Vellus Hair to Terminal Hair – Hair Growth Cycle Guide

  • Medically reviewed by: Debra Rose Wilson, PhD MSN RN IBCLC AHN-BC CHT
  • Written by: William Slator
  • Last updated: 04/01/2024

A widespread but untrue belief is that pattern hair loss leads to a quick and abrupt loss of hair. In reality, men with hair loss transition slowly and gradually from terminal hair to vellus (dormant) hair, before the hair follicle eventually disappears completely.

This article will look at what vellus hair is, and how it replaces terminal hair during the balding process.

In addition, you will learn the steps you can take to reverse the effects of hair loss and convert vellus hair back to terminal hair.

What is Vellus Hair?

Vellus hair is short, thin, lightly colored hair that develops on the human body already in childhood. People colloquially call it “peach fuzz” or “baby hair”. In Latin, vellus means fleece or wool. It is essential for temperature control and sensory awareness.

Vellus hair covers most of the human body, including the arms, torso, and legs. It is characteristically:

  • short, typically no longer than 2cm
  • thin and wispy
  • fluffy in appearance (which is how it got its name)
  • relatively unpigmented (lighter color)

Vellus hairs are common in both men and women. They are often more noticeable in women, however, because women have more of these hairs. Even within the same sex, there will be differences in how noticeable vellus hairs are from one person to the next. For example, they will be more noticeable when they are more pigmented and darker.

The density of vellus hairs varies across the body. For example, they can be several times denser on the forehead and cheeks compared to the trunk.

Vellus hair.

Vellus hairs cover more or less the entire human body except for:

  1. Certain areas like the soles and palms of the feet
  2. Areas with terminal hair.

This brings us to the next type of hair.

What Is Terminal Hair?

Terminal hair is the second main type of hair we find on the human body. Unlike vellus, it is long, thick, and generally more pigmented and dark. It is more common in adults, though children also have terminal hair on their heads from a very early age.

During puberty, many vellus hairs convert to terminal. This happens in both sexes but is more pronounced in males. The process is particularly pronounced in the face (beard), armpits, and genital area. It is largely controlled by the male hormones, and particularly dihydrotestosterone (DHT) (1).

The main site of terminal hair on both sexes is the scalp.

Hair Cycle Differences

Just like terminal hair, vellus hair also undergoes a hair growth cycle. The difference is that vellus hairs typically spend a far larger portion of their cycle in the resting (telogen) phase, where they are not actively growing.

The process that turns vellus hairs to terminal hairs
The hair growth cycle.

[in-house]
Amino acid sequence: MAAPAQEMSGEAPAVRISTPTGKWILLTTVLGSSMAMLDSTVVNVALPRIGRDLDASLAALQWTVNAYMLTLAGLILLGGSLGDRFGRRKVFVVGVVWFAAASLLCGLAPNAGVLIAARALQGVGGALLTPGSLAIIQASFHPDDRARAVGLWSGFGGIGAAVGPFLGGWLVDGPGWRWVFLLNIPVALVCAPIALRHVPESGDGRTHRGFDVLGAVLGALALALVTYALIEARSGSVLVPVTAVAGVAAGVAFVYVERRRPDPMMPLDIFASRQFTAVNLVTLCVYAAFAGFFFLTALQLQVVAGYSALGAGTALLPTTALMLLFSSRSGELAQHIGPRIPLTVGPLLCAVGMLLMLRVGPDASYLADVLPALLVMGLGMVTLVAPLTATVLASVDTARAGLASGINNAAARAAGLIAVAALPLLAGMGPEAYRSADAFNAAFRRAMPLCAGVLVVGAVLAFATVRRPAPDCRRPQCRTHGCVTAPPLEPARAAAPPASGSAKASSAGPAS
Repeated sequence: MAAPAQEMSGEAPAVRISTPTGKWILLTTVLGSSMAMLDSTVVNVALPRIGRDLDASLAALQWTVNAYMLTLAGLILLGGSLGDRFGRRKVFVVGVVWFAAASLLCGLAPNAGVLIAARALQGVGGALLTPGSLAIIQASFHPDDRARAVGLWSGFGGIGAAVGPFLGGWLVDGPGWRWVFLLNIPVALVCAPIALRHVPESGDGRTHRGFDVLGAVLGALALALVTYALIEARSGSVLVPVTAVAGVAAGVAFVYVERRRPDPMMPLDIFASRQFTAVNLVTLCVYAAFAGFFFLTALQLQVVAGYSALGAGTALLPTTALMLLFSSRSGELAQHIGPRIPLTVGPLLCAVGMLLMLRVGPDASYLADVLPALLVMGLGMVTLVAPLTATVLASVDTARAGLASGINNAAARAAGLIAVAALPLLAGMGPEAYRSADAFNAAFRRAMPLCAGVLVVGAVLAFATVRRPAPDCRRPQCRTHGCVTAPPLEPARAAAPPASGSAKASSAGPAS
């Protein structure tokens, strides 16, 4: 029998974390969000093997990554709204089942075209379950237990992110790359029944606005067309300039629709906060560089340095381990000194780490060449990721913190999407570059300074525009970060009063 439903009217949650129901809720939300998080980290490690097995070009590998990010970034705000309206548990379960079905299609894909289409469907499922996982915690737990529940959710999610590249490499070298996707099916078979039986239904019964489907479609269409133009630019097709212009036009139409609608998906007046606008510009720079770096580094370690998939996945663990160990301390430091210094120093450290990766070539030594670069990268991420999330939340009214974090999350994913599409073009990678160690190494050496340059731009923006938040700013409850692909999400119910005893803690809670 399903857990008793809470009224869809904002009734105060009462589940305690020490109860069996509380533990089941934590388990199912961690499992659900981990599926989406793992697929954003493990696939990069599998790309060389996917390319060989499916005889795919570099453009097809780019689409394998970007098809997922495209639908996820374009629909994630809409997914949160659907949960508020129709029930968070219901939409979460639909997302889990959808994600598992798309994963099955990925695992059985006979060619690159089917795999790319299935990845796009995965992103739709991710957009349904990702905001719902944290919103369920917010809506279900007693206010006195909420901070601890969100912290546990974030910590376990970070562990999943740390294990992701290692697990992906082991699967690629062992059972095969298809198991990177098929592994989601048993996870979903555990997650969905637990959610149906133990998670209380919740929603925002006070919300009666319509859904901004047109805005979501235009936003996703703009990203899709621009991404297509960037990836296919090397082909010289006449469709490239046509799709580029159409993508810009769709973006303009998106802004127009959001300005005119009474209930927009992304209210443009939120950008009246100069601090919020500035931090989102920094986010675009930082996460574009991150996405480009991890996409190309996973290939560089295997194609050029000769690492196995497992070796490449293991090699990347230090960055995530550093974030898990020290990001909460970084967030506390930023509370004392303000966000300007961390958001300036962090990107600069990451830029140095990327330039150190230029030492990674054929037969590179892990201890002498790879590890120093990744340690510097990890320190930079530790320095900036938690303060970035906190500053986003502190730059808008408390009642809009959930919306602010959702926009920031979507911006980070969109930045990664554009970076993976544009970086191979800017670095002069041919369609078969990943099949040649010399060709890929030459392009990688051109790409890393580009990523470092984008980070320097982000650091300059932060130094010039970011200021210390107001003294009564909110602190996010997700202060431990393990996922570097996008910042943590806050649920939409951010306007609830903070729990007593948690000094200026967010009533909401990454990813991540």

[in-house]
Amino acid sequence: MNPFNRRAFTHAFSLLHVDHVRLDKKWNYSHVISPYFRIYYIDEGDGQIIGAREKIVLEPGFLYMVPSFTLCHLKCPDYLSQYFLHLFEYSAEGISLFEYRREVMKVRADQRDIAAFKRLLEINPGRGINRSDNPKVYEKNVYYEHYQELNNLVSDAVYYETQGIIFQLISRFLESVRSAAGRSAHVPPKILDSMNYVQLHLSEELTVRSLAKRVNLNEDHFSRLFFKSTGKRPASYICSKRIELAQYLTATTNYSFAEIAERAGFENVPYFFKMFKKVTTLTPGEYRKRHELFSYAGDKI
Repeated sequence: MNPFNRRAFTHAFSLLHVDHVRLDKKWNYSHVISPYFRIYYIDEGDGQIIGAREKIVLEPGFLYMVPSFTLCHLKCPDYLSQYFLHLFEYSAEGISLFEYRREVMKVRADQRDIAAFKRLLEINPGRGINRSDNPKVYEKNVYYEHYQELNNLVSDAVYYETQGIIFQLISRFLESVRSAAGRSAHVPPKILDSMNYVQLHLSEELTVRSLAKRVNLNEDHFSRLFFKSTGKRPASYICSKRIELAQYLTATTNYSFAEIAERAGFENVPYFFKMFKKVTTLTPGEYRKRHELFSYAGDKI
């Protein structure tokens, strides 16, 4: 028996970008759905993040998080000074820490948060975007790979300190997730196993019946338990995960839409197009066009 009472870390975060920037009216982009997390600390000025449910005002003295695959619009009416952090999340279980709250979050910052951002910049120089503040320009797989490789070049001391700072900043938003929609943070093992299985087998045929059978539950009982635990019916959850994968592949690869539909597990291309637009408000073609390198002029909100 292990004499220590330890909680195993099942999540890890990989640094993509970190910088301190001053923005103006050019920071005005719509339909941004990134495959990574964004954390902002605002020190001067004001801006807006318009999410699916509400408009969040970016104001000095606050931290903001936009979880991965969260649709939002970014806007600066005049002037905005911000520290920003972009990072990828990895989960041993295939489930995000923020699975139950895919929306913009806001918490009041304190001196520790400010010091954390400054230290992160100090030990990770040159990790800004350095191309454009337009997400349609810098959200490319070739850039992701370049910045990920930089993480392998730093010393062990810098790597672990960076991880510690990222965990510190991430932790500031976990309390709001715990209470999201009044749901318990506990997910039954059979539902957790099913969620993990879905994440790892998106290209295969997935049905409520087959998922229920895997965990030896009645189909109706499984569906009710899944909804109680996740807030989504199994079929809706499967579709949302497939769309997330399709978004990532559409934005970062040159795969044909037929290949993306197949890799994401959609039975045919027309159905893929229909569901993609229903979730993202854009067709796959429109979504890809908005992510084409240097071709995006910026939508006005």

Whereas typically around 10% of terminal hairs are in the resting phase, this can be as high as 50% to 90% for vellus hairs.

Vellus Hairs in Androgenetic Alopecia

As mentioned above, the scalp is the primary site of terminal hairs for both men and women. It normally has around 100,000 terminal hairs.

Androgenetic Alopecia (AGA) is by far the most common type of hair loss in men (2). It affects over one out of two men by the age of 50. The first signs are receding temples and a receding frontal hairline. The crown may then start to thin, followed by the entire top of the head.

The progression of AGA.

One of the hallmarks of AGA is the slow but steady conversion of terminal hairs to vellus hairs (3). Depending on the degree of hair loss, these baby hairs will co-exist along with healthy terminal hairs. In advanced hair loss, the scalp is shiny, devoid of terminal hairs, and only has vellus hairs. At that point, the hair loss process is too advanced to be reversed.

In the healthy scalps of men who are not affected by AGA, terminal hairs significantly outnumber vellus hairs. This healthy terminal to vellus (T:V) ratio varies widely between various ethnic groups. In Asian men, it can be 17:1 and in Europeans approximately 7:1.

In men with AGA, the T:V ratio in the actively balding areas is significantly lower. Depending on the ethnic group, it can be as low as 3:1 or even 2:1. As vellus hairs are not sufficiently long, thick, or dark to provide sufficient coverage, the lower this ratio, the more visible the baldness will be.

Understandably, if you restore such a low T:V ratio to more healthy levels, this will partially reverse AGA. It will also significantly improve the appearance of your head.

Can Vellus Hair Become Terminal?

The answer is yes, this is possible. Scientific studies that look at the effectiveness of various hair loss treatments often report the ratio of terminal to vellus hair as one of the efficacy parameters. They measure this using a method called dermoscopy of the scalp (trichoscopy). This involves looking at part of the scalp under intense magnification. The images are fed to software that automatically measures the various hair parameters, such as the number of terminal hairs, the number of vellus hairs, and the ratio between the two.

The more this ratio improves, the better the treatment. So restoring vellus hair back to terminal is achievable and indeed expected of successful hair loss treatments.

The two important caveats are that a) it will only happen with some but not all vellus hairs and b) the earlier in the balding process you are, the better your results will be.

There are other individual factors that also come into play, namely hormones and genetics. For this reason, the process will vary significantly from one man to the next.

How to Turn Vellus Into Terminal Hair

Here are some proven ways of turning vellus hairs back into terminal, increasing your T:V ratio, and restoring the appearance of your head.

1. Remove DHT from Your Scalp

DHT is the male hormone that scientists believe causes the thinning and balding characteristic of (AGA) (4). This condition leads to hair follicle miniaturization and, eventually, the conversion of terminal to vellus hairs. Removing or blocking DHT is the obvious first step in halting and reversing this process.